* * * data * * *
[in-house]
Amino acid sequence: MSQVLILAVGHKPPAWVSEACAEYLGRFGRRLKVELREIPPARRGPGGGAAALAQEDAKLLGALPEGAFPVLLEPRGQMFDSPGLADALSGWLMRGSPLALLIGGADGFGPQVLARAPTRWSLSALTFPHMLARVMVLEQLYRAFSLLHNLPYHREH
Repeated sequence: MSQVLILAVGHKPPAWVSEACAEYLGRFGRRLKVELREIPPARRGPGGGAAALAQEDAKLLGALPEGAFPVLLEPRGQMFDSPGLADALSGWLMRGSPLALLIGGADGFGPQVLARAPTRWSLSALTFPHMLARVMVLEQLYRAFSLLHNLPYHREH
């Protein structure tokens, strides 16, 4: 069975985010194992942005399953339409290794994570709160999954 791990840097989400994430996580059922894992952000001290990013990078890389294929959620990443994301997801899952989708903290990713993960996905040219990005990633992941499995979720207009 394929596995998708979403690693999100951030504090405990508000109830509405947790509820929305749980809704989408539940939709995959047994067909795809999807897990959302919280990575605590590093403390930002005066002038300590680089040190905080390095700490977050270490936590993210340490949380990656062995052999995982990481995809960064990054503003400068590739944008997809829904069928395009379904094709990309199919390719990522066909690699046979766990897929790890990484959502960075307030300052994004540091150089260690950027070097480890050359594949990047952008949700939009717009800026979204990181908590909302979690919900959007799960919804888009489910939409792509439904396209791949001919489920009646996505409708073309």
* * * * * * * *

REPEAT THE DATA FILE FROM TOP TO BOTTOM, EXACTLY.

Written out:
[in-house]
Amino acid sequence: MSQVLILAVGHKPPAWVSEACAEYLGRFGRRLKVELREIPPARRGPGGGAAALAQEDAKLLGALPEGAFPVLLEPRGQMFDSPGLADALSGWLMRGSPLALLIGGADGFGPQVLARAPTRWSLSALTFPHMLARVMVLEQLYRAFSLLHNLPYHREH
Repeated sequence: MSQVLILAVGHKPPAWVSEACAEYLGRFGRRLKVELREIPPARRGPGGGAAALAQEDAKLLGALPEGAFPVLLEPRGQMFDSPGLADALSGWLMRGSPLALLIGGADGFGPQVLARAPTRWSLSALTFPHMLARVMVLEQLYRAFSLLHNLPYHREH
């Protein structure tokens, strides 16, 4: 069975985010194992942005399953339409290794994570709160999954 791990840097989400994430996580059922894992952000001290990013990078890389294929959620990443994301997801899952989708903290990713993960996905040219990005990633992941499995979720207009 394929596995998708979403690693999100951030504090405990508000109830509405947790509820929305749980809704989408539940939709995959047994067909795809999807897990959302919280990575605590590093403390930002005066002038300590680089040190905080390095700490977050270490936590993210340490949380990656062995052999995982990481995809960064990054503003400068590739944008997809829904069928395009379904094709990309199919390719990522066909690699046979766990897929790890990484959502960075307030300052994004540091150089260690950027070097480890050359594949990047952008949700939009717009800026979204990181908590909302979690919900959007799960919804888009489910939409792509439904396209791949001919489920009646996505409708073309």